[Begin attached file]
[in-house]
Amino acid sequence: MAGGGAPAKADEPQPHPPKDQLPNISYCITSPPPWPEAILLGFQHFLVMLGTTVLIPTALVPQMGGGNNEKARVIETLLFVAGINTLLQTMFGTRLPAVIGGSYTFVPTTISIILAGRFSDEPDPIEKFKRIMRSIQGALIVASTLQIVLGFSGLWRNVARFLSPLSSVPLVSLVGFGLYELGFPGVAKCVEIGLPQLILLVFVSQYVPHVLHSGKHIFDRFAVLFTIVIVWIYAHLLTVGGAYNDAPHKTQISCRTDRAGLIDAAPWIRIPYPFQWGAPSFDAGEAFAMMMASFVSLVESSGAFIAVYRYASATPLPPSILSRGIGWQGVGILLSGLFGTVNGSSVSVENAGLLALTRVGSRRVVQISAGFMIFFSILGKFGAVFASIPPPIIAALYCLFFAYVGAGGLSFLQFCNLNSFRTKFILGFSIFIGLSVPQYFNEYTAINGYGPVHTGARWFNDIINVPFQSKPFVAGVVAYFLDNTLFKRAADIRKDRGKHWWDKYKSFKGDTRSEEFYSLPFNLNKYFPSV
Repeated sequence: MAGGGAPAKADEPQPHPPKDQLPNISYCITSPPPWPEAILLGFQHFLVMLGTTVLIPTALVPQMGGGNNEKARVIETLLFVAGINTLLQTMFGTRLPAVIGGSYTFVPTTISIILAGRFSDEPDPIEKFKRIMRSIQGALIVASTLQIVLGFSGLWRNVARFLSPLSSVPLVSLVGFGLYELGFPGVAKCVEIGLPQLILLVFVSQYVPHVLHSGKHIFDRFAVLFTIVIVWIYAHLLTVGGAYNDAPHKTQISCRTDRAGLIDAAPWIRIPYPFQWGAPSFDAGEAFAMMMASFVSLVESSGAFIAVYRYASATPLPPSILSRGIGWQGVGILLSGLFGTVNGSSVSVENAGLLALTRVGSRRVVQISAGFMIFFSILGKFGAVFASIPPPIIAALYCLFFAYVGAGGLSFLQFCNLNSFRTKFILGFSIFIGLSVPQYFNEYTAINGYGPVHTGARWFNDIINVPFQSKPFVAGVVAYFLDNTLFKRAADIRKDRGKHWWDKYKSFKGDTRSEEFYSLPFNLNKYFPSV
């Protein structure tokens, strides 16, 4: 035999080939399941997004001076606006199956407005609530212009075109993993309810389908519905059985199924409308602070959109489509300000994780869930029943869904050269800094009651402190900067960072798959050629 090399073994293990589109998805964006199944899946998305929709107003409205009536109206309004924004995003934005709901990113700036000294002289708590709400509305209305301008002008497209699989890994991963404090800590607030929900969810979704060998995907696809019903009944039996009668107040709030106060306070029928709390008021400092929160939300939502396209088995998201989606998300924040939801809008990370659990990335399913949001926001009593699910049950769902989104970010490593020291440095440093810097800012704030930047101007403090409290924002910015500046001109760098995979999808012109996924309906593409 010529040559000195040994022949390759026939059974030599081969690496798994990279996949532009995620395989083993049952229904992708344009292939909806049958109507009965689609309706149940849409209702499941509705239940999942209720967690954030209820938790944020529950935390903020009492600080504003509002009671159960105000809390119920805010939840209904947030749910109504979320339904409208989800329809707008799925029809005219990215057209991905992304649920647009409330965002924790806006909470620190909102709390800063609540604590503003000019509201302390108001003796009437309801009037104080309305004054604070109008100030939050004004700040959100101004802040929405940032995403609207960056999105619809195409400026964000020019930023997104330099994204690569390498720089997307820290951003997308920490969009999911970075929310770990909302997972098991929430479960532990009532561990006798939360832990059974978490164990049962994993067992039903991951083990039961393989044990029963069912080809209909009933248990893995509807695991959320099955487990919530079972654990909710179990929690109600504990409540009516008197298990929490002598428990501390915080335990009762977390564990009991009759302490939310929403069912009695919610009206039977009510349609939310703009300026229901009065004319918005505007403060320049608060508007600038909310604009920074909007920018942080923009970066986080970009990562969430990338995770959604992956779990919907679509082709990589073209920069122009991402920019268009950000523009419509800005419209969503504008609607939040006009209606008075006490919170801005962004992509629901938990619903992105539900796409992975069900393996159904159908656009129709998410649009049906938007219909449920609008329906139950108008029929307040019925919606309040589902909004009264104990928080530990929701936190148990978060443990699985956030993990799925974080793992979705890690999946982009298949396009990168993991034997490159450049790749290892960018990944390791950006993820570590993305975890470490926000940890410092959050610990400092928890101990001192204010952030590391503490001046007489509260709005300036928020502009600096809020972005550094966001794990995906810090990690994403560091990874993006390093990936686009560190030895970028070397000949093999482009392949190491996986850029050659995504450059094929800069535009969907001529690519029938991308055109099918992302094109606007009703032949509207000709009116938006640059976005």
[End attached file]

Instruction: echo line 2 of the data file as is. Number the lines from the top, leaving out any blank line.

Amino acid sequence: MAGGGAPAKADEPQPHPPKDQLPNISYCITSPPPWPEAILLGFQHFLVMLGTTVLIPTALVPQMGGGNNEKARVIETLLFVAGINTLLQTMFGTRLPAVIGGSYTFVPTTISIILAGRFSDEPDPIEKFKRIMRSIQGALIVASTLQIVLGFSGLWRNVARFLSPLSSVPLVSLVGFGLYELGFPGVAKCVEIGLPQLILLVFVSQYVPHVLHSGKHIFDRFAVLFTIVIVWIYAHLLTVGGAYNDAPHKTQISCRTDRAGLIDAAPWIRIPYPFQWGAPSFDAGEAFAMMMASFVSLVESSGAFIAVYRYASATPLPPSILSRGIGWQGVGILLSGLFGTVNGSSVSVENAGLLALTRVGSRRVVQISAGFMIFFSILGKFGAVFASIPPPIIAALYCLFFAYVGAGGLSFLQFCNLNSFRTKFILGFSIFIGLSVPQYFNEYTAINGYGPVHTGARWFNDIINVPFQSKPFVAGVVAYFLDNTLFKRAADIRKDRGKHWWDKYKSFKGDTRSEEFYSLPFNLNKYFPSV